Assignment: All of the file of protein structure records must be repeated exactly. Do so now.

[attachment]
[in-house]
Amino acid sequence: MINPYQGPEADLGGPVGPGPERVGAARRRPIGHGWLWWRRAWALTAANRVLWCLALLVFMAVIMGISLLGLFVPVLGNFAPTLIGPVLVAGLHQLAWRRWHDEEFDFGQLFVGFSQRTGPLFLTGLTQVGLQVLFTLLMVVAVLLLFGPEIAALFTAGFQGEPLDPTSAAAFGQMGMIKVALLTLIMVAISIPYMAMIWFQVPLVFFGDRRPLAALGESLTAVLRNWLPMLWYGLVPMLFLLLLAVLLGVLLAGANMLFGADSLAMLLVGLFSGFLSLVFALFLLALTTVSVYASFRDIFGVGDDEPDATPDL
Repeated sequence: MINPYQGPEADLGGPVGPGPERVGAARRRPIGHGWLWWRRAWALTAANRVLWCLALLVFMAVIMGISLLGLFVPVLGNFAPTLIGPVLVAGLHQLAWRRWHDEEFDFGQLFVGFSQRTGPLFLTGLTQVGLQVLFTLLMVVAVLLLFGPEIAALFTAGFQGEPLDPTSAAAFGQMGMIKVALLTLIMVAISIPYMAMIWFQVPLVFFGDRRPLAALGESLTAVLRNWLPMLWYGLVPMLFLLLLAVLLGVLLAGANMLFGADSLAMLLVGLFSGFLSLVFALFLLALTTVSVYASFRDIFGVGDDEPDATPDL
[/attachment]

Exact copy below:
[in-house]
Amino acid sequence: MINPYQGPEADLGGPVGPGPERVGAARRRPIGHGWLWWRRAWALTAANRVLWCLALLVFMAVIMGISLLGLFVPVLGNFAPTLIGPVLVAGLHQLAWRRWHDEEFDFGQLFVGFSQRTGPLFLTGLTQVGLQVLFTLLMVVAVLLLFGPEIAALFTAGFQGEPLDPTSAAAFGQMGMIKVALLTLIMVAISIPYMAMIWFQVPLVFFGDRRPLAALGESLTAVLRNWLPMLWYGLVPMLFLLLLAVLLGVLLAGANMLFGADSLAMLLVGLFSGFLSLVFALFLLALTTVSVYASFRDIFGVGDDEPDATPDL
Repeated sequence: MINPYQGPEADLGGPVGPGPERVGAARRRPIGHGWLWWRRAWALTAANRVLWCLALLVFMAVIMGISLLGLFVPVLGNFAPTLIGPVLVAGLHQLAWRRWHDEEFDFGQLFVGFSQRTGPLFLTGLTQVGLQVLFTLLMVVAVLLLFGPEIAALFTAGFQGEPLDPTSAAAFGQMGMIKVALLTLIMVAISIPYMAMIWFQVPLVFFGDRRPLAALGESLTAVLRNWLPMLWYGLVPMLFLLLLAVLLGVLLAGANMLFGADSLAMLLVGLFSGFLSLVFALFLLALTTVSVYASFRDIFGVGDDEPDATPDL